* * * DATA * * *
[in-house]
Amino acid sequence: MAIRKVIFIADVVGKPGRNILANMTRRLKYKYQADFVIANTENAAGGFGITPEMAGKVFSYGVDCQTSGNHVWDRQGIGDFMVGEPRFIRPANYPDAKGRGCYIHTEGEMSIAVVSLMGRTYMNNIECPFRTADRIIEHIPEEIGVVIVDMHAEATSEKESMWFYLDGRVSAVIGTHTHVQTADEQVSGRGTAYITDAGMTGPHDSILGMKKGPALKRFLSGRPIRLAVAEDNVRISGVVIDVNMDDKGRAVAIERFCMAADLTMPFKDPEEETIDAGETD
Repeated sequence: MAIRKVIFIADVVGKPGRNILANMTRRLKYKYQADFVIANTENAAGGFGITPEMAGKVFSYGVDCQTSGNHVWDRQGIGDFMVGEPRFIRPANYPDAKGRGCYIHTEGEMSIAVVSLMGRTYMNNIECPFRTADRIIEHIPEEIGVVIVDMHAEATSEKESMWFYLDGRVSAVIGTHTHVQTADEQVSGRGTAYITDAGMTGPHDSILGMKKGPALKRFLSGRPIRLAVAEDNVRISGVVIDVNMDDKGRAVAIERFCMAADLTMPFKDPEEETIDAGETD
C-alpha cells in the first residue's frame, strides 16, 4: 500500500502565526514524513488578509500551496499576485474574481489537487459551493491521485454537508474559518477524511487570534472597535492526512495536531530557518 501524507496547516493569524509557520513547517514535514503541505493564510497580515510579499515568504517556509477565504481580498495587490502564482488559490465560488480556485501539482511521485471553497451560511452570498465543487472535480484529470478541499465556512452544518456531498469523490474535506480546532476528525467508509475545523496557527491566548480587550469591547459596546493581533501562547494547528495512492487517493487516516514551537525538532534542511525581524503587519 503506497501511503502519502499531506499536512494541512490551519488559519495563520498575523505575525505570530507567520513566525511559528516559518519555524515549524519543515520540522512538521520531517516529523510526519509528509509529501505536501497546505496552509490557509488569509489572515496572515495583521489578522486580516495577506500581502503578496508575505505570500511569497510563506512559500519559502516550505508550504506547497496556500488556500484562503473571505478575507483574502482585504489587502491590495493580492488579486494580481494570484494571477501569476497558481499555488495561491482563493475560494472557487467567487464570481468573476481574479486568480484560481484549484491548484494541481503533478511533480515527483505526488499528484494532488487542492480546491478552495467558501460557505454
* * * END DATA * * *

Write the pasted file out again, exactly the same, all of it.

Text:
[in-house]
Amino acid sequence: MAIRKVIFIADVVGKPGRNILANMTRRLKYKYQADFVIANTENAAGGFGITPEMAGKVFSYGVDCQTSGNHVWDRQGIGDFMVGEPRFIRPANYPDAKGRGCYIHTEGEMSIAVVSLMGRTYMNNIECPFRTADRIIEHIPEEIGVVIVDMHAEATSEKESMWFYLDGRVSAVIGTHTHVQTADEQVSGRGTAYITDAGMTGPHDSILGMKKGPALKRFLSGRPIRLAVAEDNVRISGVVIDVNMDDKGRAVAIERFCMAADLTMPFKDPEEETIDAGETD
Repeated sequence: MAIRKVIFIADVVGKPGRNILANMTRRLKYKYQADFVIANTENAAGGFGITPEMAGKVFSYGVDCQTSGNHVWDRQGIGDFMVGEPRFIRPANYPDAKGRGCYIHTEGEMSIAVVSLMGRTYMNNIECPFRTADRIIEHIPEEIGVVIVDMHAEATSEKESMWFYLDGRVSAVIGTHTHVQTADEQVSGRGTAYITDAGMTGPHDSILGMKKGPALKRFLSGRPIRLAVAEDNVRISGVVIDVNMDDKGRAVAIERFCMAADLTMPFKDPEEETIDAGETD
C-alpha cells in the first residue's frame, strides 16, 4: 500500500502565526514524513488578509500551496499576485474574481489537487459551493491521485454537508474559518477524511487570534472597535492526512495536531530557518 501524507496547516493569524509557520513547517514535514503541505493564510497580515510579499515568504517556509477565504481580498495587490502564482488559490465560488480556485501539482511521485471553497451560511452570498465543487472535480484529470478541499465556512452544518456531498469523490474535506480546532476528525467508509475545523496557527491566548480587550469591547459596546493581533501562547494547528495512492487517493487516516514551537525538532534542511525581524503587519 503506497501511503502519502499531506499536512494541512490551519488559519495563520498575523505575525505570530507567520513566525511559528516559518519555524515549524519543515520540522512538521520531517516529523510526519509528509509529501505536501497546505496552509490557509488569509489572515496572515495583521489578522486580516495577506500581502503578496508575505505570500511569497510563506512559500519559502516550505508550504506547497496556500488556500484562503473571505478575507483574502482585504489587502491590495493580492488579486494580481494570484494571477501569476497558481499555488495561491482563493475560494472557487467567487464570481468573476481574479486568480484560481484549484491548484494541481503533478511533480515527483505526488499528484494532488487542492480546491478552495467558501460557505454